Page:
Children love fatty and sugary foods. Or do they? New research contradicts the idea that all children under the age of ten have the same taste in food and highlights the importance of the country of residence, culture and age in these preferences.
Until now the scientific community believed that children's favourite foods were chips, sweets and sugary drinks, the very foods that are the most damaging to their health.
However, a new study published in the Food Quality and Preference journal concludes that this hypothesis is not entirely true after analysing whether or not all children have the same preference for sugar and fat, considered to be a cause of excess weight and obesity for all ages.
During the research, which forms part of the Identification and prevention of Dietary and lifestyle induced health Effects In Children and infantS (IDEFICS) project, the flavour preferences of more than 1,700 children between six and nine years old from eight European countries (Italy, Estonia, Cyprus, Belgium, Sweden, Germany, Hungary and Spain) were examined.
Using sensory tests, the authors were able to determine the children's taste for fat, sugar, salt and monosodium glutamate, a flavour enhancer that corresponds to the fifth basic taste, known as 'umami'.
"The results were surprising", Silvia Bel-Serrat, the only Spanish co-author of the study who works in the University of Zaragoza, explained to SINC. "Although we often tend to think that children share a common predisposition towards fats and sugar, we observed that the preferences of children from different countries were not at all similar."
German and Cypriots in relation to biscuits
More than 70% of the German children preferred biscuits with added fat compared to only 35% of the children from Cyprus. Conversely, the majority of the German children preferred plain apple juice, while the Swedish, Italian and Hungarian children opted for the version with added sugar or flavours.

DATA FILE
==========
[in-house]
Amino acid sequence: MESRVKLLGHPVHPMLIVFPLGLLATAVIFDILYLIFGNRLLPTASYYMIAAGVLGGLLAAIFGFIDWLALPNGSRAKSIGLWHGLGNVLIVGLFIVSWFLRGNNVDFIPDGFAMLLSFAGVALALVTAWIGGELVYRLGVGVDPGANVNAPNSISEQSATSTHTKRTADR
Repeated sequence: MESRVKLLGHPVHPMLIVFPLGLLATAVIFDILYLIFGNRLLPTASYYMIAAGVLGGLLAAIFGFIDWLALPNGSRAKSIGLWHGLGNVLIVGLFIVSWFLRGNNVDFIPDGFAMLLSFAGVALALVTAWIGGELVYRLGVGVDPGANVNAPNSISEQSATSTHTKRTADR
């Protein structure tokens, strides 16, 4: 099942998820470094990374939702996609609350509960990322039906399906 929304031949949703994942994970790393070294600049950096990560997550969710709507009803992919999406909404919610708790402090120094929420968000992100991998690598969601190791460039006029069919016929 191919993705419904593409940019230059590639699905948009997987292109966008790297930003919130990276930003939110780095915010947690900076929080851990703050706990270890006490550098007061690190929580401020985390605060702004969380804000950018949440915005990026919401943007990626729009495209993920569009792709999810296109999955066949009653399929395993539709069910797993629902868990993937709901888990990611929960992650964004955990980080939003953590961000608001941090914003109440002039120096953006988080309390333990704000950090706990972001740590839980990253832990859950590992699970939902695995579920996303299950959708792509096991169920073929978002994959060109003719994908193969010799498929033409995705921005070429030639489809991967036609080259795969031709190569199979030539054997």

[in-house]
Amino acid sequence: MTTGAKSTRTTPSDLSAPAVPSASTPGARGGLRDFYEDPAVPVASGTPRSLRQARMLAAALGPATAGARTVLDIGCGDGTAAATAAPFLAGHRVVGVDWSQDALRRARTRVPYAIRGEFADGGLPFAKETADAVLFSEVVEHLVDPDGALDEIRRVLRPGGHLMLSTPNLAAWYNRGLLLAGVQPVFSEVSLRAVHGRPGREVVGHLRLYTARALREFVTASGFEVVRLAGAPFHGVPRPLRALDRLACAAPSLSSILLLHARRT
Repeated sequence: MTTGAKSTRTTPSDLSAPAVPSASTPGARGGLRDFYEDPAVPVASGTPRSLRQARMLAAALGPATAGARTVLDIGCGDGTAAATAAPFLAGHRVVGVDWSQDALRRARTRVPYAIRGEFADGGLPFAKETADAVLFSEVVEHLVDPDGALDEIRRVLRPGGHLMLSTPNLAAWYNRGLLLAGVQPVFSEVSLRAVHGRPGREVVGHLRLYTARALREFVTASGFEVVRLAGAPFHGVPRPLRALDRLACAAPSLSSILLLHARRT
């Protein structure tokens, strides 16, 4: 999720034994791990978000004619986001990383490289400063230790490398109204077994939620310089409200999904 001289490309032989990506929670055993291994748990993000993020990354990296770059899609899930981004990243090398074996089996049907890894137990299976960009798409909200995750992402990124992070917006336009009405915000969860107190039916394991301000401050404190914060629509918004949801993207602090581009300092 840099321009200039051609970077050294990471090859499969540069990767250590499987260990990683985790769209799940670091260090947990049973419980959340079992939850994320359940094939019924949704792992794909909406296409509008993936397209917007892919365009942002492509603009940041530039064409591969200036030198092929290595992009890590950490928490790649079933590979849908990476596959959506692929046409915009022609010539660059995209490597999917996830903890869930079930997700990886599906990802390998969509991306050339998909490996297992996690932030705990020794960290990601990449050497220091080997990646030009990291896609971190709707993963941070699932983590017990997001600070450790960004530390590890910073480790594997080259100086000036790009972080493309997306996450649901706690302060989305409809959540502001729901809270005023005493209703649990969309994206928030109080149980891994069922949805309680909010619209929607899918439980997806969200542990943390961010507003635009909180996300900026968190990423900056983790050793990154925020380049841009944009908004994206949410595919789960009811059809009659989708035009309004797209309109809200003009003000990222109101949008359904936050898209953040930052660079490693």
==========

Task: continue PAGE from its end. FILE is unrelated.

"This means that flavour preferences are influenced by cultural factors, but we also see that these tastes are developed in a similar way as children grow up", stated Anne Lanfer, the study's main author and researcher at the Institute for Prevention Research and Epidemiology in Bremen (Germany). Thus, in all eight countries the older children had a higher preference for sugar and salt than the younger ones.
The research team also assessed whether tastes varied according to the child's gender, taste threshold, parent's level of education, feeding patterns during their early years, time spent watching television and parents' use of food as a reward.
The results showed that there was no link between these factors and the preference for sugar, fat, salt and umami among the children, despite the fact that an influence on flavour preference had previously been attributed to such factors.
The researchers believe the study has important implications. "There is a tendency to undertake uniform dietary prevention programmes across European countries. However, flavour preferences vary from one country to another and the same programme will not be equally effective in all countries," Lanfer pointed out.
For example, promoting the consumption and distribution of apple juice with no added sugar would be more effective in Germany, where there is a high level of acceptance, than in Hungary, where the majority of children prefer juice with added sugar.
Furthermore, knowing that children's preferences change as they grow older, "there is still hope that children's flavour preferences are not stable and can be influenced by their parents and the surrounding environment", the authors concluded.
More information: Lanfer, A. et al. Indicadores de las preferencias de sabor en niños europeos: Estudio IDEFICS, Food Quality and Preference 27 (2013) 128-136.